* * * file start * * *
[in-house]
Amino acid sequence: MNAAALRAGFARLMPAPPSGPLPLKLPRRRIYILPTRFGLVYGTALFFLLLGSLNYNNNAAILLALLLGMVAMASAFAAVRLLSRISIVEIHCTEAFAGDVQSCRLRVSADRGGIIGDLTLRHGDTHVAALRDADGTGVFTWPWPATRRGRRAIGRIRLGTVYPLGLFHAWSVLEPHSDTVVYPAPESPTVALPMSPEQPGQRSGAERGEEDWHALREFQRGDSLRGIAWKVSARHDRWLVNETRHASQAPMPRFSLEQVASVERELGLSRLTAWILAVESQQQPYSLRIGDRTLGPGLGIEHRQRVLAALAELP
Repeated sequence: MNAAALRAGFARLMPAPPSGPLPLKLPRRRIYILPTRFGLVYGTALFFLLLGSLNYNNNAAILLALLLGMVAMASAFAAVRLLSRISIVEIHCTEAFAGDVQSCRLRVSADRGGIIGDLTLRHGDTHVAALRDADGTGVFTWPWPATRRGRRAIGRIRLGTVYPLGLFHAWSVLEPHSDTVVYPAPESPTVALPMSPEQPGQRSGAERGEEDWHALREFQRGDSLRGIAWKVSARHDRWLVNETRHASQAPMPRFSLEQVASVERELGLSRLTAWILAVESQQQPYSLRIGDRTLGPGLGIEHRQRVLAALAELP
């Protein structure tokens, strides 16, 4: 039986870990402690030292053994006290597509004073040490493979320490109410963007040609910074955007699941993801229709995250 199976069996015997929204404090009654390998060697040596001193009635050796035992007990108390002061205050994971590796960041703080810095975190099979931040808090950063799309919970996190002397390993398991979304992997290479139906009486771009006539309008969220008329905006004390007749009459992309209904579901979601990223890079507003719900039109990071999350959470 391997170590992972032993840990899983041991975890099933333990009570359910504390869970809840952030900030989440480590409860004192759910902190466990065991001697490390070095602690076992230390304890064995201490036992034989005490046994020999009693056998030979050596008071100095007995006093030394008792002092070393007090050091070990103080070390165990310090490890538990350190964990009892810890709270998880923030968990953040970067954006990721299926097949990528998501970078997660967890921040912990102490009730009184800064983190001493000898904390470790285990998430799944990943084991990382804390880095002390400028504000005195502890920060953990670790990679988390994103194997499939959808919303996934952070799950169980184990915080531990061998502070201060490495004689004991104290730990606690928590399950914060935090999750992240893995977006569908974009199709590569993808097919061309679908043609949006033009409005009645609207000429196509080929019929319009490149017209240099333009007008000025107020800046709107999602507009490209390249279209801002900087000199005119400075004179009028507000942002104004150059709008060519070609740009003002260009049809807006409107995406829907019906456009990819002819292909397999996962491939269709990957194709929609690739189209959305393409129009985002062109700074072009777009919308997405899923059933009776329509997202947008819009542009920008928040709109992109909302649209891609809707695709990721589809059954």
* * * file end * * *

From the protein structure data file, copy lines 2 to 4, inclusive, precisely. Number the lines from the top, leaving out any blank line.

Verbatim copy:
Amino acid sequence: MNAAALRAGFARLMPAPPSGPLPLKLPRRRIYILPTRFGLVYGTALFFLLLGSLNYNNNAAILLALLLGMVAMASAFAAVRLLSRISIVEIHCTEAFAGDVQSCRLRVSADRGGIIGDLTLRHGDTHVAALRDADGTGVFTWPWPATRRGRRAIGRIRLGTVYPLGLFHAWSVLEPHSDTVVYPAPESPTVALPMSPEQPGQRSGAERGEEDWHALREFQRGDSLRGIAWKVSARHDRWLVNETRHASQAPMPRFSLEQVASVERELGLSRLTAWILAVESQQQPYSLRIGDRTLGPGLGIEHRQRVLAALAELP
Repeated sequence: MNAAALRAGFARLMPAPPSGPLPLKLPRRRIYILPTRFGLVYGTALFFLLLGSLNYNNNAAILLALLLGMVAMASAFAAVRLLSRISIVEIHCTEAFAGDVQSCRLRVSADRGGIIGDLTLRHGDTHVAALRDADGTGVFTWPWPATRRGRRAIGRIRLGTVYPLGLFHAWSVLEPHSDTVVYPAPESPTVALPMSPEQPGQRSGAERGEEDWHALREFQRGDSLRGIAWKVSARHDRWLVNETRHASQAPMPRFSLEQVASVERELGLSRLTAWILAVESQQQPYSLRIGDRTLGPGLGIEHRQRVLAALAELP
């Protein structure tokens, strides 16, 4: 039986870990402690030292053994006290597509004073040490493979320490109410963007040609910074955007699941993801229709995250 199976069996015997929204404090009654390998060697040596001193009635050796035992007990108390002061205050994971590796960041703080810095975190099979931040808090950063799309919970996190002397390993398991979304992997290479139906009486771009006539309008969220008329905006004390007749009459992309209904579901979601990223890079507003719900039109990071999350959470 391997170590992972032993840990899983041991975890099933333990009570359910504390869970809840952030900030989440480590409860004192759910902190466990065991001697490390070095602690076992230390304890064995201490036992034989005490046994020999009693056998030979050596008071100095007995006093030394008792002092070393007090050091070990103080070390165990310090490890538990350190964990009892810890709270998880923030968990953040970067954006990721299926097949990528998501970078997660967890921040912990102490009730009184800064983190001493000898904390470790285990998430799944990943084991990382804390880095002390400028504000005195502890920060953990670790990679988390994103194997499939959808919303996934952070799950169980184990915080531990061998502070201060490495004689004991104290730990606690928590399950914060935090999750992240893995977006569908974009199709590569993808097919061309679908043609949006033009409005009645609207000429196509080929019929319009490149017209240099333009007008000025107020800046709107999602507009490209390249279209801002900087000199005119400075004179009028507000942002104004150059709008060519070609740009003002260009049809807006409107995406829907019906456009990819002819292909397999996962491939269709990957194709929609690739189209959305393409129009985002062109700074072009777009919308997405899923059933009776329509997202947008819009542009920008928040709109992109909302649209891609809707695709990721589809059954």